January 07, 2014

What You Need to Know About Social Media in 2014

The surveys and expert predictions are all pointing in the same direction for 2014, directly toward an increase in the utilization of social media in business. In fact, according to a survey by e-mail marketing company StrongView, 46 percent of business leaders expect to increase their social media budgets in 2014.

Social media is already the number one activity on the web, making it a logical area for businesses to target potential customers. But as much as it has become increasingly popular in recent years, trends and strategies in social media are still evolving and will continue to do so moving forward. With that in mind, here is everything business managers should know about social media in 2014:

Social Media is Not Just for Youngsters

While social networking has long been popular among the 18-34 demographic, other age groups are making up ground quickly. Twitter, for example, is growing fastest among people ages 55-64, having grown an astounding 79 percent in that segment since 2012 alone.

That age group, of course, includes many top executives and business managers, making it a sweet spot for those companies looking to target the C-level suite. Businesses are always looking for ways to reach decision-makers, and as recently as a few years ago, social media was not seen as an effective means of doing it. A recent survey from DHR International and Modern Survey, however, revealed that 27 percent of executives use Twitter often and 44 percent frequent Facebook. These numbers make clear, that not only can executives be engaged through social media, but if marketers aren’t using these platforms to their advantage, they are likely losing out to the competition.   

Visuals Reign Supreme

Social sharing, which include some kind of visual element such as video or photos, is more likely to have a positive impact than text alone. Consider the fact that:

  • When Facebook posts include photos, engagement is increased 37 percent.
  • Twenty-one percent of people have purchased an item after seeing it on Pinterest.
  • Sixty-seven percent of consumers consider clear, detailed images to carry more weight than the product information, full descriptions, and customer ratings.

Businesses that fail to include videos or photos in their social media strategies are in many cases willingly forfeiting opportunities to increase brand awareness, exposure and ultimately, profits.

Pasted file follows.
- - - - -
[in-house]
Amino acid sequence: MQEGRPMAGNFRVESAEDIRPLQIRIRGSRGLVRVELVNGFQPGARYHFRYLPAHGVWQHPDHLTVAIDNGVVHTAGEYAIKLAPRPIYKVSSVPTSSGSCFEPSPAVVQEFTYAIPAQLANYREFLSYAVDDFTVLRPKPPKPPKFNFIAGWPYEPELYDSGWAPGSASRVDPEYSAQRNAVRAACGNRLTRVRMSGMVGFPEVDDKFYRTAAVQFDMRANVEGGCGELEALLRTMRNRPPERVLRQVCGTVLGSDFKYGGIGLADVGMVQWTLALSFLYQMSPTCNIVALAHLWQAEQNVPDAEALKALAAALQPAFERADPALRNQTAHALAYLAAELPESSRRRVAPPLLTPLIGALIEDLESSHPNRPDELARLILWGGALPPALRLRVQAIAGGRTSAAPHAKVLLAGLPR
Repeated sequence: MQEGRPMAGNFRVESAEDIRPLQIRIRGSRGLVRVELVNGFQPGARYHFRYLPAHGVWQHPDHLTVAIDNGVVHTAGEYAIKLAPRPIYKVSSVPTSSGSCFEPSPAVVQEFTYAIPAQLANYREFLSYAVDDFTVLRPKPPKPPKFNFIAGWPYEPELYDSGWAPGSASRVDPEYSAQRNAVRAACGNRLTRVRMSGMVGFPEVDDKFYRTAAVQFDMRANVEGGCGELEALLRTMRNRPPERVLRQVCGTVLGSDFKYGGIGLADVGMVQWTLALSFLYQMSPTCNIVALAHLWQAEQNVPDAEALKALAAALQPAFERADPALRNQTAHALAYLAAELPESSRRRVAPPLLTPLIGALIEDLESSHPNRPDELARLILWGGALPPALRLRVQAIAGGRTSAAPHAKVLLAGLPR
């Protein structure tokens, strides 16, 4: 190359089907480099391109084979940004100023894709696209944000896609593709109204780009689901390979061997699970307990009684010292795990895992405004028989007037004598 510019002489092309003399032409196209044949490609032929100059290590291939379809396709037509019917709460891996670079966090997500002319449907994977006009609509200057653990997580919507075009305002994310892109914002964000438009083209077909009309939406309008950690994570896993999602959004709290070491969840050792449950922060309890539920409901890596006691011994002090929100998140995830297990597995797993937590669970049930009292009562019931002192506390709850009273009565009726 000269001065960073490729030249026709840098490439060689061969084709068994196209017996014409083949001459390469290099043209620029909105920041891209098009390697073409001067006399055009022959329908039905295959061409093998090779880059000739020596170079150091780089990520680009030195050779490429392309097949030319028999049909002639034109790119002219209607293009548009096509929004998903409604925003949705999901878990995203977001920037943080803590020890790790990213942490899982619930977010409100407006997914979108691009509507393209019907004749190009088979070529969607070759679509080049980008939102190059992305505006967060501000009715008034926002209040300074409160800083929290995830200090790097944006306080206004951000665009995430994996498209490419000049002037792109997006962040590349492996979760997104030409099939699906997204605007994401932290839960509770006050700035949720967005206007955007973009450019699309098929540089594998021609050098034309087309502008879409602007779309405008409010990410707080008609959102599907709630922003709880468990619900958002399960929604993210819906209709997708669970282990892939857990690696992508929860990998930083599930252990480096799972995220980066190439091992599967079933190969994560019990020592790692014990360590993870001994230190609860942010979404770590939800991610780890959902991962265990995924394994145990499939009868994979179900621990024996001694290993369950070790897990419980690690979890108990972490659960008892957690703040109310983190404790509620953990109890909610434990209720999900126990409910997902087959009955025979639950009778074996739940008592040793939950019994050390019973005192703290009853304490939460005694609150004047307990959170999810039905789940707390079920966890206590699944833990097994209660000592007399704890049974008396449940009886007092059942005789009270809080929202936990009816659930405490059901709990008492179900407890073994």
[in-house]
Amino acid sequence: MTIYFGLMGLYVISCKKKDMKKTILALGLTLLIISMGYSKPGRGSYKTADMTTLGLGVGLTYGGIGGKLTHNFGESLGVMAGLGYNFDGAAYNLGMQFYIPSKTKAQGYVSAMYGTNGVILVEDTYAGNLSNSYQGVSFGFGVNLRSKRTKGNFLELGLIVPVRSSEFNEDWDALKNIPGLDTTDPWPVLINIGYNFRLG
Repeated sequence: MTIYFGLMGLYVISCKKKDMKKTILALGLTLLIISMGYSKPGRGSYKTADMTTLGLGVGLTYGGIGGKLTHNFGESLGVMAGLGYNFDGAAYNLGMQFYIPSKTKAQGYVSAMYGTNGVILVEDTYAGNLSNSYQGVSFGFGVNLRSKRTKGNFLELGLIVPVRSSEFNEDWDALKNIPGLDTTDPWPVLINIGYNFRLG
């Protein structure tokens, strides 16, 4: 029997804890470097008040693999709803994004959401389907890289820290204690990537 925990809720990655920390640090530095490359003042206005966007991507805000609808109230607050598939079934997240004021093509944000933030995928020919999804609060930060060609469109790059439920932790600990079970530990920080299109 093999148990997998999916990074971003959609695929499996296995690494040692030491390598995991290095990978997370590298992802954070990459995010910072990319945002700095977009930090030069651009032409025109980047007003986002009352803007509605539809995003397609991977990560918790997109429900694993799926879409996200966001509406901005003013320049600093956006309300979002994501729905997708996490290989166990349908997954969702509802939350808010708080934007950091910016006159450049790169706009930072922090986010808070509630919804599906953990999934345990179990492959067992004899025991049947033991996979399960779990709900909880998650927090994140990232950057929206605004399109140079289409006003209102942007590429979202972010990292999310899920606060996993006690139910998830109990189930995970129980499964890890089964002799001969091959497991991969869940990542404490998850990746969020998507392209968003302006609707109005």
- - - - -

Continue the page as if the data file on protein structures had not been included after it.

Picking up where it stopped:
To fully grasp the value of visual content in social media, try thinking about it in a different context. On average, content containing compelling images attracts 94 percent more page views than content with no images. If you owned a store and read a study that said you could bring in 94 percent more people just by putting new posters in your window every few days, could you afford not to do it?

Third-Party Apps are the Next Big Thing

By now, you’ve probably heard about the importance of big data and analytics in business. With so much information being generated, gleaning any kind of meaning from data requires sophisticated tools. The same holds true for social media. To maximize the impact and reach of social platforms, a company needs to make sense of the information at its disposal. For example, what hashtags elicit the biggest responses? What time of day is optimum for a Facebook post? What ROI is my Instagram account generating?      

Third-party apps can help answer these questions, and more. Spredfast, for example, can help you tailor your posts to specific age groups, languages, or locations based on the information it gathers. These kinds of apps are especially useful for small businesses that don’t have the resources to put together an analytics or research team.

You Can’t Do Without It 

By now, this should be abundantly clear. If your competitors are using social media to promote products or engage customers at little or no cost, how can you compete if you are not doing exactly the same thing?

The short answer is—you can’t. Using social media is not about keeping up with trends; it’s about converting prospects to paying customers. So take a look at your current strategy and make the necessary changes, because if your business isn’t capitalizing on the opportunities social media presents, somebody else will.

Edited by Brooke Neuman

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